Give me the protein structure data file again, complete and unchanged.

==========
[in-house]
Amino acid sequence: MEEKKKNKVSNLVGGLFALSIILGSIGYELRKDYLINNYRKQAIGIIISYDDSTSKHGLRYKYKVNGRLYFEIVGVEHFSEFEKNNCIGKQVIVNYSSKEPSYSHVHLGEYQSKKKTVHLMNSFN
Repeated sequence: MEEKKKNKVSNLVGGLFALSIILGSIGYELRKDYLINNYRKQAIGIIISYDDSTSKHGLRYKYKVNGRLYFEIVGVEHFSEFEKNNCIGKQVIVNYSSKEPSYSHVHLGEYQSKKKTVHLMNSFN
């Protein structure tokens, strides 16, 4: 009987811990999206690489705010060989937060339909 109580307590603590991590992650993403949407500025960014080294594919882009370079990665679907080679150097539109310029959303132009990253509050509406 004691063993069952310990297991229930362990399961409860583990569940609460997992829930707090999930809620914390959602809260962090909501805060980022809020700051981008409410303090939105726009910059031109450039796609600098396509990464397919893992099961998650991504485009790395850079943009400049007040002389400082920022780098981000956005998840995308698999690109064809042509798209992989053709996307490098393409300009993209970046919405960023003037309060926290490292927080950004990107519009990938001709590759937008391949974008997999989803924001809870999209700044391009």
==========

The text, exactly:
[in-house]
Amino acid sequence: MEEKKKNKVSNLVGGLFALSIILGSIGYELRKDYLINNYRKQAIGIIISYDDSTSKHGLRYKYKVNGRLYFEIVGVEHFSEFEKNNCIGKQVIVNYSSKEPSYSHVHLGEYQSKKKTVHLMNSFN
Repeated sequence: MEEKKKNKVSNLVGGLFALSIILGSIGYELRKDYLINNYRKQAIGIIISYDDSTSKHGLRYKYKVNGRLYFEIVGVEHFSEFEKNNCIGKQVIVNYSSKEPSYSHVHLGEYQSKKKTVHLMNSFN
């Protein structure tokens, strides 16, 4: 009987811990999206690489705010060989937060339909 109580307590603590991590992650993403949407500025960014080294594919882009370079990665679907080679150097539109310029959303132009990253509050509406 004691063993069952310990297991229930362990399961409860583990569940609460997992829930707090999930809620914390959602809260962090909501805060980022809020700051981008409410303090939105726009910059031109450039796609600098396509990464397919893992099961998650991504485009790395850079943009400049007040002389400082920022780098981000956005998840995308698999690109064809042509798209992989053709996307490098393409300009993209970046919405960023003037309060926290490292927080950004990107519009990938001709590759937008391949974008997999989803924001809870999209700044391009």